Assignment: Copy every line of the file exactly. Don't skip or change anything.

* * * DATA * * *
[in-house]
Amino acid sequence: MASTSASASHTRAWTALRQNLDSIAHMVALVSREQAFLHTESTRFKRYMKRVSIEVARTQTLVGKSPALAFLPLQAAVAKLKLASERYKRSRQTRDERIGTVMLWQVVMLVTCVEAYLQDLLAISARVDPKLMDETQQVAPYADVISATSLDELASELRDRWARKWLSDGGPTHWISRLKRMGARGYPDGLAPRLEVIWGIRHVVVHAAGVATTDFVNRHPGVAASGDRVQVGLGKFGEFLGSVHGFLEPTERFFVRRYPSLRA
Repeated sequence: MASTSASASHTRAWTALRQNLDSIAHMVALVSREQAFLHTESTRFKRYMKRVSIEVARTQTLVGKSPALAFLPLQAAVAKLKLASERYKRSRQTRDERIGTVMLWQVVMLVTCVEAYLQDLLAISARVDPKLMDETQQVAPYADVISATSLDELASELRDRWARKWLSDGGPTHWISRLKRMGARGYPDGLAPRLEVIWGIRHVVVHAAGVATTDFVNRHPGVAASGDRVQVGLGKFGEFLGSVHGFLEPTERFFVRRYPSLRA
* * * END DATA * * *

[in-house]
Amino acid sequence: MASTSASASHTRAWTALRQNLDSIAHMVALVSREQAFLHTESTRFKRYMKRVSIEVARTQTLVGKSPALAFLPLQAAVAKLKLASERYKRSRQTRDERIGTVMLWQVVMLVTCVEAYLQDLLAISARVDPKLMDETQQVAPYADVISATSLDELASELRDRWARKWLSDGGPTHWISRLKRMGARGYPDGLAPRLEVIWGIRHVVVHAAGVATTDFVNRHPGVAASGDRVQVGLGKFGEFLGSVHGFLEPTERFFVRRYPSLRA
Repeated sequence: MASTSASASHTRAWTALRQNLDSIAHMVALVSREQAFLHTESTRFKRYMKRVSIEVARTQTLVGKSPALAFLPLQAAVAKLKLASERYKRSRQTRDERIGTVMLWQVVMLVTCVEAYLQDLLAISARVDPKLMDETQQVAPYADVISATSLDELASELRDRWARKWLSDGGPTHWISRLKRMGARGYPDGLAPRLEVIWGIRHVVVHAAGVATTDFVNRHPGVAASGDRVQVGLGKFGEFLGSVHGFLEPTERFFVRRYPSLRA